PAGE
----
Peter Attia is the founder of Attia Medical, PC, a medical practice with offices in San Diego and New York City, focusing on the applied science of longevity. He spoke with Joe Rogan about longevity.
Peter lists three things that can increase longevity.
* Calorie Restriction- nutrient restriction
* Rapamycin taken in a pulsatile way. Suppress mTor1 inhibition without mTor2 inhibition.
2-5 mg every 5 to 7 days is probably the dosage sweet spot.
mTor has two variants mTor complex1 and mTor complex 2
Rapamycin taken everyday does not produce longevity.
David Sabatini lab at MIT
Joan Manik (Novartis)
At 16 minutes, Peter talks about the dosing of Rapamycin and his expected benefits if it is working (his theory).
Glucose levels does not get worse and may get better depending on where you start.
Immune performance should improve.
Autophagy should increase. Peter wants to develop a blood test to find a signature of the amount of autophagy.
BigSpeak Speakers Bureau – Peter Attia – Reverse engineered approach to human longevity
Dr. Peter Attia is a health speaker, researcher, nutrition and longevity expert, and the founder of Attia Medical, PC, a medical practice focusing on the applied science of longevity and optimal performance. His practice applies nutrition science, lipidology, four-system endocrinology, sleep physiology, stress management, and exercise physiology to minimize the risk of chronic disease onset, while simultaneously improving healthspan.
When not helping others, Attia writes the Eating Academy blog, which charts his own adventures in nutrition and examines scientific evidence surrounding food, weight loss and disease risk.
Disease is compounding. The major chronic diseases start 20 years earlier in regular people when compared to centenarians.
There about 12 genes that centenarians have.
* Less ApoC3
* Less PcsK9
* AE2 over 3 or 4
* Less GHR
* Less IGF1 and a few other genes
Big killers of people, 80% die from
– heart and cardiovascular disease
One third to one half of each condition is preventable with approaches using diet and exercise.
1. Caloric Restriction – Dietary Restriction
2. Rapamycin (mTor)
3. Genetic insights on animals
Another video interview with Peter about Longevity
Rhonda: So just for people that don’t know what mTOR is, can you explain why that’s really important?
Peter: Yes. So there are probably, depending on who you talk with, I would say there are two or three major growth pathways in the body that are, kind of, responsible for growth both in the positive sense and in the pathologic sense. The two that I focus on the most are the IGF pathway and the mTOR pathway. Now, mTOR stands for mammalian target of rapamycin. I think for the sake of time I will not tell my favorite story, which is a story that is both the discovery of rapamycin and perhaps more interestingly the elucidation of how it worked. But suffice it to say the compound rapamycin was identified first long before a really amazing guy named David Sabatini as a PhD student at Hopkins in 1993, 1994 as a side project in a lab made the discovery that this thing, rapamycin, was actually working by inhibiting a protein complex of which TOR, target of rapamycin, as it became named was the central piece.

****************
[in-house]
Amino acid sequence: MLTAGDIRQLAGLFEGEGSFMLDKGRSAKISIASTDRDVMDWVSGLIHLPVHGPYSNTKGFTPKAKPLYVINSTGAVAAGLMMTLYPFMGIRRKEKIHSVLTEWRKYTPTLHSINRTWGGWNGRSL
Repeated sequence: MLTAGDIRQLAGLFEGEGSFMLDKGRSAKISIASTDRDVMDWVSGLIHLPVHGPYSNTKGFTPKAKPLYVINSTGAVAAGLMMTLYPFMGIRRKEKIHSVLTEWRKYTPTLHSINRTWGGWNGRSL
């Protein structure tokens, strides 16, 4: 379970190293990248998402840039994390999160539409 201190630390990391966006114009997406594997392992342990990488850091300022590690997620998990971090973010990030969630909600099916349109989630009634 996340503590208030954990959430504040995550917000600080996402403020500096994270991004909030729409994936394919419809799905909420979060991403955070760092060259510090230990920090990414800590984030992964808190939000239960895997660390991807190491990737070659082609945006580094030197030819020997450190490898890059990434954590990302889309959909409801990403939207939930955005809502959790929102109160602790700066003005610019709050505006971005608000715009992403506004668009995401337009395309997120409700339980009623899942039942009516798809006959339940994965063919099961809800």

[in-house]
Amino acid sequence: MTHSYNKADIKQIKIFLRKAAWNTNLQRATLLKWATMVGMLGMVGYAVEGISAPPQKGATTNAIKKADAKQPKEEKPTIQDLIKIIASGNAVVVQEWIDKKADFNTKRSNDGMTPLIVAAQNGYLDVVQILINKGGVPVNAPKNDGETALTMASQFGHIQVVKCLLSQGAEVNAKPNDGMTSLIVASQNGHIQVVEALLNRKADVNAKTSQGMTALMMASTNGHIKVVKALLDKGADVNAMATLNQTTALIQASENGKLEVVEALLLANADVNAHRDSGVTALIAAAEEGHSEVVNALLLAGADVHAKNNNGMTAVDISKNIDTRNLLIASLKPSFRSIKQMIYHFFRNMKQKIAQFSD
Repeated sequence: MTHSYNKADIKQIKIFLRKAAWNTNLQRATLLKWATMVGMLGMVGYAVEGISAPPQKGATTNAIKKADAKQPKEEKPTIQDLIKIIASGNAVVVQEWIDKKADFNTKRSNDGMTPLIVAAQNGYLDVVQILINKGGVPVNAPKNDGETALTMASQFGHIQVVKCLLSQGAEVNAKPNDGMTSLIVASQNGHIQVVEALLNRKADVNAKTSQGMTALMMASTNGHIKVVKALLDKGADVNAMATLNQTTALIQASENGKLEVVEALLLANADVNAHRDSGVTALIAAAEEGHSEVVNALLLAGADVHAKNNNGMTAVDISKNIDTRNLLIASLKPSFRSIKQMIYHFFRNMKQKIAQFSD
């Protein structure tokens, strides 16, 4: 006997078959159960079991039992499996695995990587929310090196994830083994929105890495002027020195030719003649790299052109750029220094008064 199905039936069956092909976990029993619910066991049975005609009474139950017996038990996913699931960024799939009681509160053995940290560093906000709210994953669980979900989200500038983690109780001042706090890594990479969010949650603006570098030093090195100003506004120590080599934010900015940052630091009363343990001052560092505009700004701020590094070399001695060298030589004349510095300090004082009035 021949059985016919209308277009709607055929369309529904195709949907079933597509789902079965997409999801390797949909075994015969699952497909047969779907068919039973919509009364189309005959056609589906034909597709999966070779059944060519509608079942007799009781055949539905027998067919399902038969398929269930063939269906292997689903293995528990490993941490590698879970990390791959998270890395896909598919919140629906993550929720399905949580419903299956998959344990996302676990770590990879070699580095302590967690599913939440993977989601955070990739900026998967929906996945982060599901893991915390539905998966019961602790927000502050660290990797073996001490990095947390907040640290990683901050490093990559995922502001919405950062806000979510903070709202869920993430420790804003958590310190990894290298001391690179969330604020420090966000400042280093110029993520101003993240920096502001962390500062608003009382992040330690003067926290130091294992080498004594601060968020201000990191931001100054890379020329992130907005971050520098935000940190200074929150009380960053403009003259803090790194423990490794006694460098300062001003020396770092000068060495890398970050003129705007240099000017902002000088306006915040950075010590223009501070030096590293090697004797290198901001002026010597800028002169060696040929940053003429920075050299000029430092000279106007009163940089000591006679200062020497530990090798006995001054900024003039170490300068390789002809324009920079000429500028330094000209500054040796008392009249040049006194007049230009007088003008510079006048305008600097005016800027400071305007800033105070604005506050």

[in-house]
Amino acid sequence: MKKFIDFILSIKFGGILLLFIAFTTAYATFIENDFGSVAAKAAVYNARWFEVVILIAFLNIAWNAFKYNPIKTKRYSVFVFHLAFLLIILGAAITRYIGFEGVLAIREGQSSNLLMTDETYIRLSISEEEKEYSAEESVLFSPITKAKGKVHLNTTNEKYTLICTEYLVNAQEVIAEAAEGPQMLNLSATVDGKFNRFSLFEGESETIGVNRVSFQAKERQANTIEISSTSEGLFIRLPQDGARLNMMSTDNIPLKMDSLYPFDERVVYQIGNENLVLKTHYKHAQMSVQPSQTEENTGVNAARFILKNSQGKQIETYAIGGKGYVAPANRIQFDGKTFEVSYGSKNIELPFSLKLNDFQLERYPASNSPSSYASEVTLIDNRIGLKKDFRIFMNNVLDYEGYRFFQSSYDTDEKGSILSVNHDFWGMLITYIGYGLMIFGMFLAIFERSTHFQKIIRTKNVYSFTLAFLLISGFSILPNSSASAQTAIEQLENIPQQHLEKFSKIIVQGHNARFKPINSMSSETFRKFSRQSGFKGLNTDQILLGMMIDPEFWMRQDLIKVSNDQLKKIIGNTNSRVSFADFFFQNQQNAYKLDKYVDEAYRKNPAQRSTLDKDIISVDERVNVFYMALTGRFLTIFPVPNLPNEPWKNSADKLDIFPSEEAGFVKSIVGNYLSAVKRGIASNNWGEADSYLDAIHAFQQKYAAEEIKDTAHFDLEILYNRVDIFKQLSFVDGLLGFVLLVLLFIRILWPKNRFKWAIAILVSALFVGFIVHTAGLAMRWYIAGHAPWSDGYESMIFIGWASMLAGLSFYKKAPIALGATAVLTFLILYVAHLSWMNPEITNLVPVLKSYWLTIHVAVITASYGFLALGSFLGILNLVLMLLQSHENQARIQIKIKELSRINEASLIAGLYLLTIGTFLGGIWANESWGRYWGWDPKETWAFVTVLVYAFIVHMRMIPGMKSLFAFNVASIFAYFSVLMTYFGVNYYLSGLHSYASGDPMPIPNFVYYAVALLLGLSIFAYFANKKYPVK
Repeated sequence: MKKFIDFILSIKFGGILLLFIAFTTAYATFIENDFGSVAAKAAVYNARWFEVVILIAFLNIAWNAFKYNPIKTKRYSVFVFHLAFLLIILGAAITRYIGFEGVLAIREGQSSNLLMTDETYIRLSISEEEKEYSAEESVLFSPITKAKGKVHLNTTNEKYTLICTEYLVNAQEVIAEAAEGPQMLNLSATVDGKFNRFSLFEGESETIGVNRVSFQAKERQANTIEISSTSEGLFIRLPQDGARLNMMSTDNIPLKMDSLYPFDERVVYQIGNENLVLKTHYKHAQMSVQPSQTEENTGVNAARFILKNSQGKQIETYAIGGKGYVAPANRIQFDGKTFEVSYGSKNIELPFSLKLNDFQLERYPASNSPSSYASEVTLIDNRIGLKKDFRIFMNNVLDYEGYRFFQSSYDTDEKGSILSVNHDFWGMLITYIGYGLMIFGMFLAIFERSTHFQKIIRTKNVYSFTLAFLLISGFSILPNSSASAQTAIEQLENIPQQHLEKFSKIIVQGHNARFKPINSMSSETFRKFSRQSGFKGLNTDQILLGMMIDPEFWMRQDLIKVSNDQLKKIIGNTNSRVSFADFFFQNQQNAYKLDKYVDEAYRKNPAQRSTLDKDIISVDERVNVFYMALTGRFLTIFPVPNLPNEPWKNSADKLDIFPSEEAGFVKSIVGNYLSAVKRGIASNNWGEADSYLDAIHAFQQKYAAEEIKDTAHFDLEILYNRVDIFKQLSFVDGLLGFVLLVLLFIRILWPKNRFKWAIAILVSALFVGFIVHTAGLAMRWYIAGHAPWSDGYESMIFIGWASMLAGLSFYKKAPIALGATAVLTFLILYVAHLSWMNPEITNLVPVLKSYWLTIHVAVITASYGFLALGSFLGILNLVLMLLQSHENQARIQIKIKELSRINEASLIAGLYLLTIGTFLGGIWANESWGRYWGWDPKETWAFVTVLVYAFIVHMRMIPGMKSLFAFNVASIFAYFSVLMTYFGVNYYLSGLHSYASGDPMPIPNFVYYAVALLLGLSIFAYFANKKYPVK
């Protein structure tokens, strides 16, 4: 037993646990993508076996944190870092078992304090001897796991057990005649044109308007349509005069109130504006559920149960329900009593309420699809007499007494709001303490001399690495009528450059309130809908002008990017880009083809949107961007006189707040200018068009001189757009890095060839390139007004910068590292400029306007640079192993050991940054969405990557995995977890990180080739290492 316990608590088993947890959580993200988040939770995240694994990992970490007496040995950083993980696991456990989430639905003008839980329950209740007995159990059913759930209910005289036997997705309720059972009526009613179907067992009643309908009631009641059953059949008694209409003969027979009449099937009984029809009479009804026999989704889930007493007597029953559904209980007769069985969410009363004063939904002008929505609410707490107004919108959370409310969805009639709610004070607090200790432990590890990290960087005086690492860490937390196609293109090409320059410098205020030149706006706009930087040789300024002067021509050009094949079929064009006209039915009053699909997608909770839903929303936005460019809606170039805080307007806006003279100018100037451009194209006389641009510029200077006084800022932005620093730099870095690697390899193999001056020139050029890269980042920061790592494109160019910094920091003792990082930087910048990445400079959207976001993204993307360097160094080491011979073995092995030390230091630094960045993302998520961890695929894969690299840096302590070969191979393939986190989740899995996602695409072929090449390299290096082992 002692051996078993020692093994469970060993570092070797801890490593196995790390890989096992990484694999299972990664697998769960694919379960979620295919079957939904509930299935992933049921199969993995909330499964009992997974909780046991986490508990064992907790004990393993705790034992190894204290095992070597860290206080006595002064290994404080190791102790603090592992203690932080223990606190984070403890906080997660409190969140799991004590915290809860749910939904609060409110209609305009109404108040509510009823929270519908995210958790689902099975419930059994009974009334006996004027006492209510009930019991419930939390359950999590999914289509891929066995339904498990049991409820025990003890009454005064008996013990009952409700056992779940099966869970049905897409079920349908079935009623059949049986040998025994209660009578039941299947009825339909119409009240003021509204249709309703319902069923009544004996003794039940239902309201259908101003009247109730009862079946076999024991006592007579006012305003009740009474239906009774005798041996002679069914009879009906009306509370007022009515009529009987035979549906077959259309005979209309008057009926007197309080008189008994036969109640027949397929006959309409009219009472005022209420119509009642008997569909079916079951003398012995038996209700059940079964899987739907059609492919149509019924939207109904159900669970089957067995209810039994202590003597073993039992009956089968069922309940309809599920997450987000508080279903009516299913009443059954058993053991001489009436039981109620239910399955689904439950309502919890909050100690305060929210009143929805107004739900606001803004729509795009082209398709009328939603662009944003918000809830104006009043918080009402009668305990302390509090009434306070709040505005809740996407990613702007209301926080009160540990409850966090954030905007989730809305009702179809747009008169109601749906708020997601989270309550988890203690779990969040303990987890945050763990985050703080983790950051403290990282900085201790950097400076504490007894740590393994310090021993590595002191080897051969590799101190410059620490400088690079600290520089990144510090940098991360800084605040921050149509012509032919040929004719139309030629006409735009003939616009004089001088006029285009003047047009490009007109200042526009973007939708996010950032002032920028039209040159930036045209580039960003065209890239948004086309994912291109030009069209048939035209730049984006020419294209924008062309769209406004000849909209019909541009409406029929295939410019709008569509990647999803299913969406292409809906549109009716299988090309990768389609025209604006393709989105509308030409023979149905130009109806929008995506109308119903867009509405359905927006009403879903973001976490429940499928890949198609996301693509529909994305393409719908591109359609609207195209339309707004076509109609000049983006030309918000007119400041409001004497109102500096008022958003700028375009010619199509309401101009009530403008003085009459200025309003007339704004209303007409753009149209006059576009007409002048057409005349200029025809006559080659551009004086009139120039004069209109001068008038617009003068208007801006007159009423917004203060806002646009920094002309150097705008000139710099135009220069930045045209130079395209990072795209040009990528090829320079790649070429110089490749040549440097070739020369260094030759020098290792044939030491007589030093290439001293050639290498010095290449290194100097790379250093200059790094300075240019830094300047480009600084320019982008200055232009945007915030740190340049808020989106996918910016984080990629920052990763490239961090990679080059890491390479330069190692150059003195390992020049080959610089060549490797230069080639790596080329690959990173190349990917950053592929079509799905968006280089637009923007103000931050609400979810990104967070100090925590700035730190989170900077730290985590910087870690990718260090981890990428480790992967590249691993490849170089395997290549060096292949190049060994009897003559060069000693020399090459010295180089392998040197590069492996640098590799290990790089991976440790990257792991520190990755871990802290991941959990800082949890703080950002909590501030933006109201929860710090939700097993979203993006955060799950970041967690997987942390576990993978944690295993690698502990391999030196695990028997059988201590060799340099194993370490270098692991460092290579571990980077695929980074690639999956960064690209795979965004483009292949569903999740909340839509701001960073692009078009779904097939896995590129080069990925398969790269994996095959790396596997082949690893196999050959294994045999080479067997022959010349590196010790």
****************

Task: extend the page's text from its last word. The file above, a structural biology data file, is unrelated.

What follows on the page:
We now know today that it can form onto two complexes. One is called mTOR complex 1 or mTORC1 and the other is mTOR complex 2, mTORC2, and we also know that it exists in different tissues and it has different activities in different tissues. Like most things in the body, too much or too little is a bad thing. So if you have no mTORC1, for example, in your muscles, you’d wither away and that would be a debilitating condition. In fact, for people with muscular dystrophy one of the things you want to do is figure out how to alter that pathway. But similarly, we know that overactivity is predisposing us to aging and, of course, certain diseases of aging like cancer.
…if you want to live longer the name of the game is delaying the onset of the big three, the big three being the diseases that will kill 75% of us, so cerebrovascular and cardiovascular, cancer, and neurodegenerative. And so that brings us back to why we’ve got to have IGF and mTOR in check, because we’ve got to prevent them from being able to, sort of, amplify that.
How to live longer
Dr. Peter Attia, the guest for this episode of STEM-Talk, is a modern-day “Renaissance man,” says IHMC CEO Ken Ford. That term gets tossed around a lot, but in Attia’s case, it’s true. He is a top-notch physician, a former McKinsey consultant, and an ultra endurance athlete—who once swam twenty-something miles to Catalina Island, off the coast of California.
During the podcast show, Attia talks about his academic journey, from studying math and engineering, to then pursuing clinical medicine and developing research interests in longevity. The birth of Attia’s daughter marked his interest in quantity of life—as well as quality of life.
Attia discusses his eight “drivers of longevity,” all of which depart from the concept of preventing the onset of chronic disease. These include optimal nutrition, exercise, sleep habits, hormone optimization, stress management, sense of purpose/social connections, medications, and avoidance of harmful behaviors.
Peter had a TED talk about Diabetes
Could the precursors to diabetes cause obesity, and not the other way around? A look at how assumptions may be leading us to wage the wrong medical war.
Peters talk about dietary guidelines